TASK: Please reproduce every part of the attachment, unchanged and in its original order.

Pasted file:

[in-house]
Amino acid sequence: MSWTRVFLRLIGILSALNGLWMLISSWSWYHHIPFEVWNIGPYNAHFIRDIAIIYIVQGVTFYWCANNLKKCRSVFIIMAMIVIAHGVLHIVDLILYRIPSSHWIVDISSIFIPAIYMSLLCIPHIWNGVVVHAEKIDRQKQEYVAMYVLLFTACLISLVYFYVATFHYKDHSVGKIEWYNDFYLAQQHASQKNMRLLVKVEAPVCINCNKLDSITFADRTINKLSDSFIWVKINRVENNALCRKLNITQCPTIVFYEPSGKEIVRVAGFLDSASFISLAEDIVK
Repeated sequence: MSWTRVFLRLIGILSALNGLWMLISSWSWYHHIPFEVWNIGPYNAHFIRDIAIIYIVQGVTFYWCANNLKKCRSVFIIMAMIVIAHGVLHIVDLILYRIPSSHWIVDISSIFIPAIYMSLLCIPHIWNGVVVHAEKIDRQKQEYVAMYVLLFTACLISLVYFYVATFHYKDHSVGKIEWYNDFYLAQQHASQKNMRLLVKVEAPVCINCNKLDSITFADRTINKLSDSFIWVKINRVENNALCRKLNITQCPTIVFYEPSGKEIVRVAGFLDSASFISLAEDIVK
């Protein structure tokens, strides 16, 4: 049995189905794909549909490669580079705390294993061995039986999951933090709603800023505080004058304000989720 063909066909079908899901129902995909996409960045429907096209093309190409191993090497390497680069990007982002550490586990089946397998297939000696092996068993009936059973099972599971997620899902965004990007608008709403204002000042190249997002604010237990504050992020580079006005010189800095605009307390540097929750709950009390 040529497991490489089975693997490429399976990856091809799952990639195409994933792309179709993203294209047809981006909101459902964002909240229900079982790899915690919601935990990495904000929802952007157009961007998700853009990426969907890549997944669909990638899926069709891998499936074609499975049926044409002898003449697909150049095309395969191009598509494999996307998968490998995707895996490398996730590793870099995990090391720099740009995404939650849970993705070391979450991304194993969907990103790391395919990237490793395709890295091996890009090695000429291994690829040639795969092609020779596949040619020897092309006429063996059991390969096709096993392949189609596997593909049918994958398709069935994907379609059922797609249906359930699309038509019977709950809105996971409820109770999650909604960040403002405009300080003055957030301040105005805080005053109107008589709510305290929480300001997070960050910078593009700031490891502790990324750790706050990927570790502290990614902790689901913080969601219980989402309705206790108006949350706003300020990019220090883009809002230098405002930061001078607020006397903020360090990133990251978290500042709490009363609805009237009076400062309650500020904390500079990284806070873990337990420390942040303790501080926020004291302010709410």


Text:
[in-house]
Amino acid sequence: MSWTRVFLRLIGILSALNGLWMLISSWSWYHHIPFEVWNIGPYNAHFIRDIAIIYIVQGVTFYWCANNLKKCRSVFIIMAMIVIAHGVLHIVDLILYRIPSSHWIVDISSIFIPAIYMSLLCIPHIWNGVVVHAEKIDRQKQEYVAMYVLLFTACLISLVYFYVATFHYKDHSVGKIEWYNDFYLAQQHASQKNMRLLVKVEAPVCINCNKLDSITFADRTINKLSDSFIWVKINRVENNALCRKLNITQCPTIVFYEPSGKEIVRVAGFLDSASFISLAEDIVK
Repeated sequence: MSWTRVFLRLIGILSALNGLWMLISSWSWYHHIPFEVWNIGPYNAHFIRDIAIIYIVQGVTFYWCANNLKKCRSVFIIMAMIVIAHGVLHIVDLILYRIPSSHWIVDISSIFIPAIYMSLLCIPHIWNGVVVHAEKIDRQKQEYVAMYVLLFTACLISLVYFYVATFHYKDHSVGKIEWYNDFYLAQQHASQKNMRLLVKVEAPVCINCNKLDSITFADRTINKLSDSFIWVKINRVENNALCRKLNITQCPTIVFYEPSGKEIVRVAGFLDSASFISLAEDIVK
């Protein structure tokens, strides 16, 4: 049995189905794909549909490669580079705390294993061995039986999951933090709603800023505080004058304000989720 063909066909079908899901129902995909996409960045429907096209093309190409191993090497390497680069990007982002550490586990089946397998297939000696092996068993009936059973099972599971997620899902965004990007608008709403204002000042190249997002604010237990504050992020580079006005010189800095605009307390540097929750709950009390 040529497991490489089975693997490429399976990856091809799952990639195409994933792309179709993203294209047809981006909101459902964002909240229900079982790899915690919601935990990495904000929802952007157009961007998700853009990426969907890549997944669909990638899926069709891998499936074609499975049926044409002898003449697909150049095309395969191009598509494999996307998968490998995707895996490398996730590793870099995990090391720099740009995404939650849970993705070391979450991304194993969907990103790391395919990237490793395709890295091996890009090695000429291994690829040639795969092609020779596949040619020897092309006429063996059991390969096709096993392949189609596997593909049918994958398709069935994907379609059922797609249906359930699309038509019977709950809105996971409820109770999650909604960040403002405009300080003055957030301040105005805080005053109107008589709510305290929480300001997070960050910078593009700031490891502790990324750790706050990927570790502290990614902790689901913080969601219980989402309705206790108006949350706003300020990019220090883009809002230098405002930061001078607020006397903020360090990133990251978290500042709490009363609805009237009076400062309650500020904390500079990284806070873990337990420390942040303790501080926020004291302010709410």